10 Years and 10 Questions with John Flansburgh of They Might Be Giants

When I called John Flansburgh mid-morning a few days after Christmas, he was fresh off a flight from Los Angeles to New York the day before, his cat was ill, and his a.m. jolt of coffee was spilling across his kitchen. “This might be a low-key interview,” he playfully confessed. If anyone could be excused a decaffeinated interview, it would be the guitar-playing John of influential Brooklyn band They Might Be Giants. Flansburgh had spent the last few days loitering in airports between flights and was now staring down the barrel of back-to-back New Year’s Eve shows at the Music Hall of Williamsburg, the US leg of a looming world tour, the release of his outfit’s aptly titled 20th studio album (I Like Fun), and a 2018 re-up on the band’s legendary Dial-a-Song project.

But before I could tell him that a dialed-down John would suffice — after all, I was still in my sickbed from a Christmas in quarantine — Flansburgh burst into a handful of lighthearted gripes about the Rock and Roll Hall of Fame’s recent induction selections, almost as though he was determined to finish a conversation with me that he had been having with someone else. “Why doesn’t the Rock and Roll Hall of Fame just stop?” he asked. “It’s almost inconceivable how there’s going to be an all-star jam at the end of the night. It’s The Moody Blues, Dire Straits, and Bon Jovi!” In that moment, I began realizing what the next two hours and change would confirm: there’s no such thing as a “low-key” John Flansburgh. He’s as generous with his time, memory, and enthusiasm as one could ever hope. It’s an energy level that at once makes you understand why he and bandmate John Linnell still have some pogo in their steps all these years later. But it also raises the question about how that seemingly bottomless well of get-up-and-go gets refilled — especially when the damn coffee leaks all over the kitchen.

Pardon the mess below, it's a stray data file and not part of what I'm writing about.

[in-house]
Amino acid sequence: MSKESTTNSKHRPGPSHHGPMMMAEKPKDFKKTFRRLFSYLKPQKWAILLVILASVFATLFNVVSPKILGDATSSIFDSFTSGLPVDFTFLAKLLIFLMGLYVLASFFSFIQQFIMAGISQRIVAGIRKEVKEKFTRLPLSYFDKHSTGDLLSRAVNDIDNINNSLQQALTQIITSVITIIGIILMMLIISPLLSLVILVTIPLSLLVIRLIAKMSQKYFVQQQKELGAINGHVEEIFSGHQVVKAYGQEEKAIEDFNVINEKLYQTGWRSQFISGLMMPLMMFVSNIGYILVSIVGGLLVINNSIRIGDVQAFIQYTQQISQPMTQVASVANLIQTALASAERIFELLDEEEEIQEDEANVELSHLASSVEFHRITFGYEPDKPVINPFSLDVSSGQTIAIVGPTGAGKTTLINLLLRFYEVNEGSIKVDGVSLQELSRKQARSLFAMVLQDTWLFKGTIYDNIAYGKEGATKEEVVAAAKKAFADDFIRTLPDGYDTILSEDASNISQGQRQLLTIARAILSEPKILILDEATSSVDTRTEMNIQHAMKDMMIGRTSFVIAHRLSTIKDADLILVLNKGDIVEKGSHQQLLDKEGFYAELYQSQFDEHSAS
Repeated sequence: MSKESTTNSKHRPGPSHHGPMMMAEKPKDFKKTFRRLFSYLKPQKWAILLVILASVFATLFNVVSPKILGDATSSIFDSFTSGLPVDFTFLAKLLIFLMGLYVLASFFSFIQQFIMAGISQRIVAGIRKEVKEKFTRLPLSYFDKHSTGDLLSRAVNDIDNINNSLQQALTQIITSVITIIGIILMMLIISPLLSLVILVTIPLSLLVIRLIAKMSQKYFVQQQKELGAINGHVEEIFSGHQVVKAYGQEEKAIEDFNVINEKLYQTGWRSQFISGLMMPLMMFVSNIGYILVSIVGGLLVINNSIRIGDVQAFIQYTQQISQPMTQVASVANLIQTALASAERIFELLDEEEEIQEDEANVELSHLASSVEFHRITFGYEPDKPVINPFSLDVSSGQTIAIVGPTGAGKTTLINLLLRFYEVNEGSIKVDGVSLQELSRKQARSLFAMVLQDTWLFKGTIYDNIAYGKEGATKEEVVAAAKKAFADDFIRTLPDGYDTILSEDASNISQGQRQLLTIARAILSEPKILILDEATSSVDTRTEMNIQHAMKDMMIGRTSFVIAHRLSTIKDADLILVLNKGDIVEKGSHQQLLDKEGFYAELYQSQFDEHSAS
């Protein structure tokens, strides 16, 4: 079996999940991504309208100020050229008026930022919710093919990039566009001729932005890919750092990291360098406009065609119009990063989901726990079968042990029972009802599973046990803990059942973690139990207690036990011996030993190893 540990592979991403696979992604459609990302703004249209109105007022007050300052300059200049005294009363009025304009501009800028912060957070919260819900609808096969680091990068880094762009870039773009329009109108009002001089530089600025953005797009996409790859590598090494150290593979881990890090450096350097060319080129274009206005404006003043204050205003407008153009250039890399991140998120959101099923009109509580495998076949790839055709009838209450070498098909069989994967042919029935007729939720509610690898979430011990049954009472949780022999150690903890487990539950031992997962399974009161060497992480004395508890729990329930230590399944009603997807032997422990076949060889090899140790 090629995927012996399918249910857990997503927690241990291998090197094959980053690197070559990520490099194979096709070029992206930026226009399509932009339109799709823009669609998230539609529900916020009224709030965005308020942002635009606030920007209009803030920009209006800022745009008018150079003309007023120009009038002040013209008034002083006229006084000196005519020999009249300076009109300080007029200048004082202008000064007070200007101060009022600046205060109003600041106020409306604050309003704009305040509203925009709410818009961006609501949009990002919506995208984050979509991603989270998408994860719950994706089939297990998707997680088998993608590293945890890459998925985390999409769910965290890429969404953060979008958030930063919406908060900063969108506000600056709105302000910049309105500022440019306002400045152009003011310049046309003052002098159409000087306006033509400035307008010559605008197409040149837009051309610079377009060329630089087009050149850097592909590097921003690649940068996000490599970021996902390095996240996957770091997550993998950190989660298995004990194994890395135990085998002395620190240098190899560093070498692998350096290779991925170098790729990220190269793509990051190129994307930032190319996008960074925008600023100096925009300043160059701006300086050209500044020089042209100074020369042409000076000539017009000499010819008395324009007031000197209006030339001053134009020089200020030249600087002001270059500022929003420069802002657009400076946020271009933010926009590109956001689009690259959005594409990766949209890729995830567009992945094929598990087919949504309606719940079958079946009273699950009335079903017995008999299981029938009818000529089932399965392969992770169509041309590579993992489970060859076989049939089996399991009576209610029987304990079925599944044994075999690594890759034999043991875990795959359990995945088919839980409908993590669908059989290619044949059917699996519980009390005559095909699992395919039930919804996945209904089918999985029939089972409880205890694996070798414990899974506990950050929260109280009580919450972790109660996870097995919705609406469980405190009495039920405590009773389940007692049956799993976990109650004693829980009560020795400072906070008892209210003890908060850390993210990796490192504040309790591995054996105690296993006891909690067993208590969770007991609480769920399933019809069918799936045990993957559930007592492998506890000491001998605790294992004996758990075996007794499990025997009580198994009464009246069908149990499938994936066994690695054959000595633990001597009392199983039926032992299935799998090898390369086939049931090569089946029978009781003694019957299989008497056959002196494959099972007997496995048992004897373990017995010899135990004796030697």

Maybe it’s because our favorite Particle Men remain as spirited and youthful as ever that we sometimes forget all that They Might Be Giants have done and seen over the course of nearly 40 years together. They were an indie band from Brooklyn before that was a “thing,” became music video pioneers on a pop-infatuated MTV while armed with only guitar, accordion, drum machine, and tape, and have the found common ground between music and technology from the archaic days of Dial-a-Song right up to the slightly less archaic days of dial-up Internet. To speak to Flansburgh, it’s all been a beautiful mess of blood, sweat, and wrong ideas gone right.

Humility with a puddle of coffee. Just how we like it.

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1981

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You and John already knew each other from growing up in Lincoln, Massachusetts, when you moved to Brooklyn in ’81. What drew the two of you to playing together and starting a band?

We literally drove into Brooklyn at the same time to move into the same apartment building. In 1981, for lack of a better term, it was the height of the Fort Apache moment. There was a huge amount of flight out of the outer boroughs of New York. There were a lot of abandoned buildings. We lived on a block in Brooklyn that on paper you’d think would be a beautiful place, but one-third of the buildings were shuttered. It looked like East Berlin after the war. Landlords were routinely burning down apartment buildings to evacuate them and save money. It was that kind of downward spiral of a neighborhood.